Japan Italy: Takahiro Iwasaki

Takahiro Iwasaki

Photo credits: Jean-Pierre Dalbéra flickr.com

This week we will talk about the artist who just this year represented the Japanese pavilion at the Venice Biennale: Takahiro Iwasaki.
Takahiro Iwasaki was born and grew up in Hiroshima, where he attended University obtaining a Bachelor of Arts in 1998. He later obtained a Master of Arts in 2001 and a Doctorate of Philosophy in 2003.
We are talking about an artist renowned internationally for his uniqueness and recognizability at a glance. His works have been exhibited all over the world, including: the Museum of Modern Art in Seoul, the Palais de Tokyo in Paris, the Museum of Modern Art in Moscow and the Museum of Modern and Contemporary Art in Trento and Rovereto.
In 2005 he also obtained a Master of Fine Arts from the Edinburgh College of Art in the UK.

Poetics and Works

Photo credits: Jean Bosco SIBOMANA flickr.com

Takahiro Iwasaki mainly focuses on "material changes" and "context changes". In fact, he is known for his works in which he transforms seemingly banal materials and waste products into stunning sculptures realised with great precision and meticulousness. By transforming common objects and materials that we all use every day, and reinterpreting them by giving them a second life, he allows us to look at them in a different light.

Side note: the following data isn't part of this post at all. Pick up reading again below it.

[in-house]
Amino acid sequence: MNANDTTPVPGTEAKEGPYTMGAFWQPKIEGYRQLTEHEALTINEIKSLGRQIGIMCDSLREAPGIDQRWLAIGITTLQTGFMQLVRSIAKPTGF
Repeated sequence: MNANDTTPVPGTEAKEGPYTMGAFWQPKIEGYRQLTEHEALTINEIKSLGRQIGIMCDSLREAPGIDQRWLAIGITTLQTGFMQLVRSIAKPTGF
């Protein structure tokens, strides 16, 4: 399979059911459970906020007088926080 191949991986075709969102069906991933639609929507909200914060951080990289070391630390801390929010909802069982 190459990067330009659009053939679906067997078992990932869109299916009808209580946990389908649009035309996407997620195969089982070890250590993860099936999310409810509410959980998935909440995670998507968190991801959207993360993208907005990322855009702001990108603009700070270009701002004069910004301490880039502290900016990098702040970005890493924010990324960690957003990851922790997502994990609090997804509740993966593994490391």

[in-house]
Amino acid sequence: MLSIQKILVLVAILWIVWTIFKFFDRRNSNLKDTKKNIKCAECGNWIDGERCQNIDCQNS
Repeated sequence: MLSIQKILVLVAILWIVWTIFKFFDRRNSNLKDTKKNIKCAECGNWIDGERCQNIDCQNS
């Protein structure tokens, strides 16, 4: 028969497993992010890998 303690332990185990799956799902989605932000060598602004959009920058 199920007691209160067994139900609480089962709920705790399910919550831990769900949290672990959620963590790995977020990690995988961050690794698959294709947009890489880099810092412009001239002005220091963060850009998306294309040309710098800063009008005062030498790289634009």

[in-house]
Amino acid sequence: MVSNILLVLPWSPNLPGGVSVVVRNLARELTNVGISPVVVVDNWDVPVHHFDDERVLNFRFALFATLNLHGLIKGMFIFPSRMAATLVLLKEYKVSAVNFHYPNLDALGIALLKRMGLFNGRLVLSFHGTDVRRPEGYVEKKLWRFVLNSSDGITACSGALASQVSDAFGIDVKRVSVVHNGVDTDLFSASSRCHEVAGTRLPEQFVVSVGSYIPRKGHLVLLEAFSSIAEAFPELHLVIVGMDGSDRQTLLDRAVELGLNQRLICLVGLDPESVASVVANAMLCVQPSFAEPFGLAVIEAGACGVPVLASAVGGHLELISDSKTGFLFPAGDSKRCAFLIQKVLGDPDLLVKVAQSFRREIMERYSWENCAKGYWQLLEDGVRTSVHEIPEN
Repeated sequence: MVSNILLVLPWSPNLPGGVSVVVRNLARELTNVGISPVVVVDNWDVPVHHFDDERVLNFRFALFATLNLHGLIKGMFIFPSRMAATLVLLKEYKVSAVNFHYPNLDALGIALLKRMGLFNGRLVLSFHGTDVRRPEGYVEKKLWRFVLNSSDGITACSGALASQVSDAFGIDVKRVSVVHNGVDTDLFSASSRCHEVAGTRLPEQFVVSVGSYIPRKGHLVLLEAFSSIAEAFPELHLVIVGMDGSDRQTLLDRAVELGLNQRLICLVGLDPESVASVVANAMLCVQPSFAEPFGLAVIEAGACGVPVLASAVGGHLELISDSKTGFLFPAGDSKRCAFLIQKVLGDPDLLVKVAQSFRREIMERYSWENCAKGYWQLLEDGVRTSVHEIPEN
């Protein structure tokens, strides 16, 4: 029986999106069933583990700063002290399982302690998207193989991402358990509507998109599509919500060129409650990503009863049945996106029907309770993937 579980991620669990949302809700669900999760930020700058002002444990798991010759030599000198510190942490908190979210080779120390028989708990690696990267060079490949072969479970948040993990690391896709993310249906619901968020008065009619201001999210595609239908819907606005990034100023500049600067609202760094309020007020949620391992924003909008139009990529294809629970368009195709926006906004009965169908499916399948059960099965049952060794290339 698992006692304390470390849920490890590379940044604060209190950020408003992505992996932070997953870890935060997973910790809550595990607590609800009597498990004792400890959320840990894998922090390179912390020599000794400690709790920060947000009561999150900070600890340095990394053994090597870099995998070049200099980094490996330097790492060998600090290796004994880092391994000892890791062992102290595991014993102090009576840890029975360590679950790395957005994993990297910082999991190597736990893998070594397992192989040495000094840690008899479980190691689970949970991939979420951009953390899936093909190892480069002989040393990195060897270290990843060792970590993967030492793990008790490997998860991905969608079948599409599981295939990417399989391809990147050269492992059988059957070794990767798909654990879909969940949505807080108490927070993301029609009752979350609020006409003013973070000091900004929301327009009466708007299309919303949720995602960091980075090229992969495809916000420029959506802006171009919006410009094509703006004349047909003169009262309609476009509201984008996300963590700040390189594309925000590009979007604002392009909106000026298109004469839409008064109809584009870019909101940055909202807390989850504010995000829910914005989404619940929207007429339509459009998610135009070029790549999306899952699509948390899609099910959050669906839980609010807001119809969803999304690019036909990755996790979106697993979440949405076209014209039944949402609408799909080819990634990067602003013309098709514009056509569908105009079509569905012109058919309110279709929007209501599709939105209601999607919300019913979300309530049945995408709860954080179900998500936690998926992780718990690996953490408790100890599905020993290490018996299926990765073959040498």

The deep and indissoluble relation with his own city prompted him to create an introspective and reflective poetics. Hiroshima, first destroyed by the atomic bomb during the Second World War, and subsequently rebuilt, inspired the artist in the choices of his own communicative and artistic style. But not only this, for Iwasaki the relation with nature is also very important, and together with his city it is one of the greatest sources of inspiration.
 Having spent his childhood in Hiroshima, Iwasaki grew up with the reflection of its memory inscribed in his mind. This reminds us that the moment of reflection could also be interpreted as his awareness of "the passing time".

Iwasaki’s most popular series is Out of Disorder, which reproduces architectural structures using unusual materials such as hair, dust, wires, towels, and toothbrushes.
Among the reconstructed structures there are the panoramic wheel of Coney Island, the Cosmoworld of Yokohama and also port areas and oil refineries.
The series also includes maps carved on rolls of duct tape, including a reproduction of the Victoria Peak in Hong Kong.